Wednesday, August 10, 2011

The Orthodox And Catholics: Similarities And Differences

The differences between the Catholic and Orthodox churches are both doctrinal and non-doctrinal, the latter including traditions that, of themselves, constitute no barrier to unity. The fundamental doctrinal difference is that the Orthodox Church — which includes geographically distinct churches such as the Greek and the Russian — does not acknowledge the pope as the head of the church. While the Orthodox Church is hierarchical in nature, it has no one bishop with authority over the other bishops, as in the case of the pope.

The ecumenical patriarch of Constantinople is regarded as first among equals. Nearly as significant is how the Orthodox and Catholic churches understand the doctrine of the Holy Trinity. While this difference may not strike us today as particularly important, historically it carries considerable weight. The Orthodox declare that the Holy Spirit proceeds only from the Father, while Catholicism insists that the Holy Spirit proceeds from the Father and the Son.

The only other Catholic doctrine that Eastern Orthodoxy does not accept is belief in the Immaculate Conception of Mary. Catholics believe that Mary was full of grace, or without sin, from the moment she was conceived in her mother’s womb, while the Orthodox believe that she became so only after she accepted God’s invitation to become the mother of his Son. Both churches believe in the real presence of the risen Christ in the Eucharist.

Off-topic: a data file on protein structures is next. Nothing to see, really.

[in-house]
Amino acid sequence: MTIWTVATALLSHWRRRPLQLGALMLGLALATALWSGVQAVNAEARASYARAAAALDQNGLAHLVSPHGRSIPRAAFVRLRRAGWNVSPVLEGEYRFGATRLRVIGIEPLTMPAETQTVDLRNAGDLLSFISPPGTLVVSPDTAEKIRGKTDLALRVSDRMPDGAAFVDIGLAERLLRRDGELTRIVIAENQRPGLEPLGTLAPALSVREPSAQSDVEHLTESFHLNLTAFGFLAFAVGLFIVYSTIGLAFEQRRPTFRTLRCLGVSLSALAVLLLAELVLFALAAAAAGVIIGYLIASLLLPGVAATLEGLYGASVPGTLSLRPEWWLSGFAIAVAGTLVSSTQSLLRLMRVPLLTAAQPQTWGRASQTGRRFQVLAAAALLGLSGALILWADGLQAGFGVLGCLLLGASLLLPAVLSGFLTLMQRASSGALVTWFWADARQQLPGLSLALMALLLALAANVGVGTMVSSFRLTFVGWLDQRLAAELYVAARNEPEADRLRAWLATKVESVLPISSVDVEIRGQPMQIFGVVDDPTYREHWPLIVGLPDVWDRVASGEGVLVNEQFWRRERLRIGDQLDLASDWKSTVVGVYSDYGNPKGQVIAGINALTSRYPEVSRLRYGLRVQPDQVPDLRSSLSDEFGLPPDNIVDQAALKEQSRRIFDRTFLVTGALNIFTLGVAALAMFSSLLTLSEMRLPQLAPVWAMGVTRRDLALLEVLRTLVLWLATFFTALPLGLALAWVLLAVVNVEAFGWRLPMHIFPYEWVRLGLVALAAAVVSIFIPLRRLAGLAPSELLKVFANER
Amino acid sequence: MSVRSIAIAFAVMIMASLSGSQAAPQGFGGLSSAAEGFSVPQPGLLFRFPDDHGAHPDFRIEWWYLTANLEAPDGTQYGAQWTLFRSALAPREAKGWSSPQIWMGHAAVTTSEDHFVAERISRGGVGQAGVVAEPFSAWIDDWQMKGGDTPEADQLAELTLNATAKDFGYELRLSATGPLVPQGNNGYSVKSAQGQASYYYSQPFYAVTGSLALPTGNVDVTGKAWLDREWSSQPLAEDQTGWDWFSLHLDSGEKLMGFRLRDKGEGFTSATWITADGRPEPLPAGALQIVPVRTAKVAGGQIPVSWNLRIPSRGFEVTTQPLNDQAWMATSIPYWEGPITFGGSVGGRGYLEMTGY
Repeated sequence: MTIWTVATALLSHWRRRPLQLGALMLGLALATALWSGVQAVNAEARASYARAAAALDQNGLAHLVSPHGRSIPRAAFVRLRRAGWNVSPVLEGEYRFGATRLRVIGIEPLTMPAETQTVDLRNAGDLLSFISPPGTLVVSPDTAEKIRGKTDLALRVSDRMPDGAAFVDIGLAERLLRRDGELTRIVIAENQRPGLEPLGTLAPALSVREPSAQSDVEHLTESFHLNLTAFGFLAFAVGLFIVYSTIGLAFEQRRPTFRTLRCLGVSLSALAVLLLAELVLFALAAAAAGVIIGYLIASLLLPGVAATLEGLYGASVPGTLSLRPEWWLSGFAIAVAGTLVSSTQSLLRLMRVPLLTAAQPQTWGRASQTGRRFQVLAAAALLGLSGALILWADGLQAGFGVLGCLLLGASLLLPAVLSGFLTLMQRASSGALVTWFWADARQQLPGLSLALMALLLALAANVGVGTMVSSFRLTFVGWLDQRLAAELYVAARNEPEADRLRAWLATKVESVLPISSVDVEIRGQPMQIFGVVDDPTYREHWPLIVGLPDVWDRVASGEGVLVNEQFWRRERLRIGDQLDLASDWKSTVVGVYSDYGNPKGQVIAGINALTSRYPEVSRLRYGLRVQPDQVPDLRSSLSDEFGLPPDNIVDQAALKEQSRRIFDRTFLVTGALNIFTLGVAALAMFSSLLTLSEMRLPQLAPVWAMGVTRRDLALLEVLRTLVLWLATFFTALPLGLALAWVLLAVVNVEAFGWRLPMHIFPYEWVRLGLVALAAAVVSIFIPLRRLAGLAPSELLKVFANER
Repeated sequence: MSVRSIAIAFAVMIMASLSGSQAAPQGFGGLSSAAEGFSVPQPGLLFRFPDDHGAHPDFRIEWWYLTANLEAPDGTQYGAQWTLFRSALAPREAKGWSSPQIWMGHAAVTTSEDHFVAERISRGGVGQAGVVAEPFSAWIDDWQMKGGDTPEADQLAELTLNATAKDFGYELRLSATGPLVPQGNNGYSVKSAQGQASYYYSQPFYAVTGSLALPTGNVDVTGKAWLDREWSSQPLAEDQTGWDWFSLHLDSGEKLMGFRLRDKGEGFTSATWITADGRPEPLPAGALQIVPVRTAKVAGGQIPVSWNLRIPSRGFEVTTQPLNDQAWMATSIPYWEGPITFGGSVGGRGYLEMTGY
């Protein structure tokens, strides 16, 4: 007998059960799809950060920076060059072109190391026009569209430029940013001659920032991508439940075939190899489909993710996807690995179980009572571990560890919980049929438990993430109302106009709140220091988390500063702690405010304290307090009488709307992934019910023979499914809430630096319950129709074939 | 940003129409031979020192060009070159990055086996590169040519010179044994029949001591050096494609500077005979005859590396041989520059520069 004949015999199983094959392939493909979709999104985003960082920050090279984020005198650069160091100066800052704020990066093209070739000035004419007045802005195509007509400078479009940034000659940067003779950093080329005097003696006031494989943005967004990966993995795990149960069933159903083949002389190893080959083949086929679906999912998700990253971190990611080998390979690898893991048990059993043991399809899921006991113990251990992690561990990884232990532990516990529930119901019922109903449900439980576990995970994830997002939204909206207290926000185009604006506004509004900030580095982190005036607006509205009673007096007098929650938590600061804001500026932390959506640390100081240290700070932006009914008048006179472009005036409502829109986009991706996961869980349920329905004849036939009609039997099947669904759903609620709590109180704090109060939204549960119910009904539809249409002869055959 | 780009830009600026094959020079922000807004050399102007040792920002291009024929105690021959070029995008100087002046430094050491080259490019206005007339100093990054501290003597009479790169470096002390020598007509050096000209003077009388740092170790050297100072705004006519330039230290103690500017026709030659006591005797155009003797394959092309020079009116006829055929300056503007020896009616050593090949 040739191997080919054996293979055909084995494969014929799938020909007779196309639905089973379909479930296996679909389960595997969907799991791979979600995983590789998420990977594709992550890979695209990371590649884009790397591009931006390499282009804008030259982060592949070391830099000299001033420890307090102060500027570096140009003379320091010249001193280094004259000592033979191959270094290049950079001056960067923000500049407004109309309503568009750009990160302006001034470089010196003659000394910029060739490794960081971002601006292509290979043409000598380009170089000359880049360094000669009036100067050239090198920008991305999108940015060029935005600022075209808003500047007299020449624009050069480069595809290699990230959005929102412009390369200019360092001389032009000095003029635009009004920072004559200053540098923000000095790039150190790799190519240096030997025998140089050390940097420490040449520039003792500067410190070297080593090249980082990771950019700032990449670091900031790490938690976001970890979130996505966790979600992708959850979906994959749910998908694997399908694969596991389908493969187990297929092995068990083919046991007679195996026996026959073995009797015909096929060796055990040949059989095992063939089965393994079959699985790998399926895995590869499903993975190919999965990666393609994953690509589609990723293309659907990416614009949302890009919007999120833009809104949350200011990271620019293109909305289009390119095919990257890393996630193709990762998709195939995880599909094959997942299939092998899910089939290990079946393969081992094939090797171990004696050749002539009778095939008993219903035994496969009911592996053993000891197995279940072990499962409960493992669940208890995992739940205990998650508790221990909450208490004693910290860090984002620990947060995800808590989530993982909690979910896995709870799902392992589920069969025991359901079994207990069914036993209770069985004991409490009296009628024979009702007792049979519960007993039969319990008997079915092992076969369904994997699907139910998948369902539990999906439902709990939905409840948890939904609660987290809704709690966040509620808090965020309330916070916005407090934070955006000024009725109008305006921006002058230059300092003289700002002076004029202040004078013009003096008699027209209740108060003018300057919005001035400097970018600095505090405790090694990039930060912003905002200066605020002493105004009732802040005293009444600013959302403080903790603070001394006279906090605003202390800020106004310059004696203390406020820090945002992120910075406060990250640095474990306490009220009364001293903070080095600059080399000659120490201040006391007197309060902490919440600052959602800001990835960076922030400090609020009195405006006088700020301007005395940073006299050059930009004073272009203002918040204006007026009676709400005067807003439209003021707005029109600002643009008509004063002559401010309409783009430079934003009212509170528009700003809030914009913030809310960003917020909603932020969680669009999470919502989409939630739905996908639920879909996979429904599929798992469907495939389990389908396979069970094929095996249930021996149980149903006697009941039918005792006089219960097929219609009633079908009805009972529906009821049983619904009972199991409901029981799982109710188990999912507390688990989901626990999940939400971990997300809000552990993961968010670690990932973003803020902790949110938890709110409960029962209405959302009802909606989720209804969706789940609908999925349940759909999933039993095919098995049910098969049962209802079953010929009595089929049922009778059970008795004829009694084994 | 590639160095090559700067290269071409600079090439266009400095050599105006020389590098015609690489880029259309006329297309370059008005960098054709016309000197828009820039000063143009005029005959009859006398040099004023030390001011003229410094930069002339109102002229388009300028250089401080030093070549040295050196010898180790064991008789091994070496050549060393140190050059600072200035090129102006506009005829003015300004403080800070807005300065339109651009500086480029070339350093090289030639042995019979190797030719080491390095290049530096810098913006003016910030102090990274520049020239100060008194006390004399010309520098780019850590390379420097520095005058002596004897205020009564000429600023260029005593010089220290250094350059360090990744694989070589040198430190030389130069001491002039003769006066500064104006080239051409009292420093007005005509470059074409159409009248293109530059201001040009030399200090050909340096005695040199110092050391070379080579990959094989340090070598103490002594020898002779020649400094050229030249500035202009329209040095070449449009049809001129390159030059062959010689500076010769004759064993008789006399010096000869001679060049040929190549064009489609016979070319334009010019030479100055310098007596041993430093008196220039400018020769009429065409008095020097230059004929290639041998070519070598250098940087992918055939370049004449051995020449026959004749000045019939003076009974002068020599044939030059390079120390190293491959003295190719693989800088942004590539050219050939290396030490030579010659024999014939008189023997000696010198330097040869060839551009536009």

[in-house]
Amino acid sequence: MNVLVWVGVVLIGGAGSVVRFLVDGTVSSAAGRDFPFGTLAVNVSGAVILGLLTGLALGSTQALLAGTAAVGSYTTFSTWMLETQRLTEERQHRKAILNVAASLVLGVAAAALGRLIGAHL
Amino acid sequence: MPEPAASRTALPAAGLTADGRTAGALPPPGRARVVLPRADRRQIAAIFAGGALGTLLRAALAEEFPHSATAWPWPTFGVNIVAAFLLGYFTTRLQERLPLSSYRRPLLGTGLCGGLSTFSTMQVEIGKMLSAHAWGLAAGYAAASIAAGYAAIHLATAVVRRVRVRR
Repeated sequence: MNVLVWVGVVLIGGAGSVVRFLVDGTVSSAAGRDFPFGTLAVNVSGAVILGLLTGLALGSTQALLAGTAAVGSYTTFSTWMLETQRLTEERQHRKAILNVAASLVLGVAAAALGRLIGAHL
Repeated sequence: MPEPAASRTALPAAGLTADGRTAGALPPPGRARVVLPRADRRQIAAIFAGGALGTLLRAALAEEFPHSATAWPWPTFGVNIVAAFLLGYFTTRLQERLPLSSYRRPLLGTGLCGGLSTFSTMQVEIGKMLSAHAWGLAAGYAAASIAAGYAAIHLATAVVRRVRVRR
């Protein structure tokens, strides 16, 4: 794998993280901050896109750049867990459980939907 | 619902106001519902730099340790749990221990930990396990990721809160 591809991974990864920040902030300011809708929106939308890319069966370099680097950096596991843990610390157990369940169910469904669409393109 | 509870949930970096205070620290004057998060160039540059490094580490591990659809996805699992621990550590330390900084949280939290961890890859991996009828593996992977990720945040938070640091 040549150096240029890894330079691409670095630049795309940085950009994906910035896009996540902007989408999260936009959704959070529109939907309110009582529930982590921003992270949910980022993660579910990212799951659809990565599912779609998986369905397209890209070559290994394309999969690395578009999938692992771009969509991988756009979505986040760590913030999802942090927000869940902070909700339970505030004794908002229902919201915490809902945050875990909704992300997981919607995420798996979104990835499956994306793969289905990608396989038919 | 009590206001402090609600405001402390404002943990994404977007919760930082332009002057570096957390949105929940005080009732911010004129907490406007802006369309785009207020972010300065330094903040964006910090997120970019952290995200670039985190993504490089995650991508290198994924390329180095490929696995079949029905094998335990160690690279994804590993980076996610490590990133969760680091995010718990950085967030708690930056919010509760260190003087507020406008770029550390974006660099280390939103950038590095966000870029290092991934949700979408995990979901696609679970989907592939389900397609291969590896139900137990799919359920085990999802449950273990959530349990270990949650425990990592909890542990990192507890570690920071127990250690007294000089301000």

While this may not be as rigidly interpreted as it once was, Catholicism tends to believe that the real presence occurs when the priest recites the prayer of consecration. The Orthodox, on the other hand, say that the eucharistic prayer in its entirety brings this about, and we can only be certain of the real presence when the people sing the “Great Amen.” Of the non-doctrinal differences between Catholics and Orthodox, the most evident one is that Orthodox priests are allowed to marry.

Catholic priests, with few exceptions — such as the ordination of a married former Protestant minister as a Catholic priest — must embrace the discipline of celibacy. This non-doctrinal tradition is accentuated by the fact that priests in Eastern Catholic churches, such as the Ukrainian Catholic Church, which are in union with Rome, also may marry. Another non-doctrinal difference between the Orthodox and Catholicism is in the two churches’ approaches to liturgy.

Any Catholic who has ever attended an Orthodox liturgy knows how different the eucharistic liturgies are in the two churches, the Orthodox liturgy being far more elaborate. Some other non-doctrinal differences: — Orthodox churches are basically independent of one another by country, while Catholic unity transcends national boundaries. — The Orthodox allow laity more decisionmaking power when it comes to choosing pastors and bishops. — An Orthodox bishop leads a diocese in conjunction with a synod, which includes laity, while a Catholic bishop has a council of priests, which has an advisory role only.

Theologically, the Orthodox reject what Catholic theologians sometimes refer to as the development of doctrine. This means that for Catholicism, the church’s understanding of revealed truth can deepen, develop or “unfold” with history, the doctrine of the Immaculate Conception of Mary being one example.

Orthodox theologians maintain that Catholicism has distorted the original Christian faith by adding to it. One of the most important similarities is that both churches have a valid claim on apostolic succession. Both churches have the same seven sacraments, although terminology may vary. — By Mitch Finley

Source: Herald Malaysia

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TDJ said...

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Kerath25 said...

It is a misnomer to say that priests are allowed to marry. Married men are allowed to become priests in the Catholic church, albeit only under special circumstances in the Latin rite. If I understand correctly, the same distinction exists in the Orthodox church.

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